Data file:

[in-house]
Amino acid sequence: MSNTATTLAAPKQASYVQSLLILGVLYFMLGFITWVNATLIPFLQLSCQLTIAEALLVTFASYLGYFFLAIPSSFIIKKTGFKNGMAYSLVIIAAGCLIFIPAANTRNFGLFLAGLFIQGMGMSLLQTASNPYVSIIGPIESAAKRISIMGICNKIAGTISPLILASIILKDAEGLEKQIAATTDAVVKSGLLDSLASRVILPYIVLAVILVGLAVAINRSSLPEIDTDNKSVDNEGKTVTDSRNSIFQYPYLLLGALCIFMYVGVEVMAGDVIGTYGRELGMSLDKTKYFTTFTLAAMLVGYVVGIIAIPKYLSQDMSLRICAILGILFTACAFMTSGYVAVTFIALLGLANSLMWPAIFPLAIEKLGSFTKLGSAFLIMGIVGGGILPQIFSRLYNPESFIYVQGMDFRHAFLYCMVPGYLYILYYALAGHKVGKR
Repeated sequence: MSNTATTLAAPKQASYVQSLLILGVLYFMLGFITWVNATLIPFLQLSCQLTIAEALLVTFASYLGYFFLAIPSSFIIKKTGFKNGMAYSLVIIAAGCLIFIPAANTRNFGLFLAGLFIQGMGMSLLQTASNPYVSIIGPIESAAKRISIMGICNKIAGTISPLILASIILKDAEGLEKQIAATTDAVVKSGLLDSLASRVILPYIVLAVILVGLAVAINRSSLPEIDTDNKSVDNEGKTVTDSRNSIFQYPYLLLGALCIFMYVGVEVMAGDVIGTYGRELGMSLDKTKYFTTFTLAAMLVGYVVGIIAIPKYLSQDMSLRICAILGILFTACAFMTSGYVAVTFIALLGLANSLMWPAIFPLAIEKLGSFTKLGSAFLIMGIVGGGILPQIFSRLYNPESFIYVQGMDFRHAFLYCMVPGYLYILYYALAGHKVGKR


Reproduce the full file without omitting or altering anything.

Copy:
[in-house]
Amino acid sequence: MSNTATTLAAPKQASYVQSLLILGVLYFMLGFITWVNATLIPFLQLSCQLTIAEALLVTFASYLGYFFLAIPSSFIIKKTGFKNGMAYSLVIIAAGCLIFIPAANTRNFGLFLAGLFIQGMGMSLLQTASNPYVSIIGPIESAAKRISIMGICNKIAGTISPLILASIILKDAEGLEKQIAATTDAVVKSGLLDSLASRVILPYIVLAVILVGLAVAINRSSLPEIDTDNKSVDNEGKTVTDSRNSIFQYPYLLLGALCIFMYVGVEVMAGDVIGTYGRELGMSLDKTKYFTTFTLAAMLVGYVVGIIAIPKYLSQDMSLRICAILGILFTACAFMTSGYVAVTFIALLGLANSLMWPAIFPLAIEKLGSFTKLGSAFLIMGIVGGGILPQIFSRLYNPESFIYVQGMDFRHAFLYCMVPGYLYILYYALAGHKVGKR
Repeated sequence: MSNTATTLAAPKQASYVQSLLILGVLYFMLGFITWVNATLIPFLQLSCQLTIAEALLVTFASYLGYFFLAIPSSFIIKKTGFKNGMAYSLVIIAAGCLIFIPAANTRNFGLFLAGLFIQGMGMSLLQTASNPYVSIIGPIESAAKRISIMGICNKIAGTISPLILASIILKDAEGLEKQIAATTDAVVKSGLLDSLASRVILPYIVLAVILVGLAVAINRSSLPEIDTDNKSVDNEGKTVTDSRNSIFQYPYLLLGALCIFMYVGVEVMAGDVIGTYGRELGMSLDKTKYFTTFTLAAMLVGYVVGIIAIPKYLSQDMSLRICAILGILFTACAFMTSGYVAVTFIALLGLANSLMWPAIFPLAIEKLGSFTKLGSAFLIMGIVGGGILPQIFSRLYNPESFIYVQGMDFRHAFLYCMVPGYLYILYYALAGHKVGKR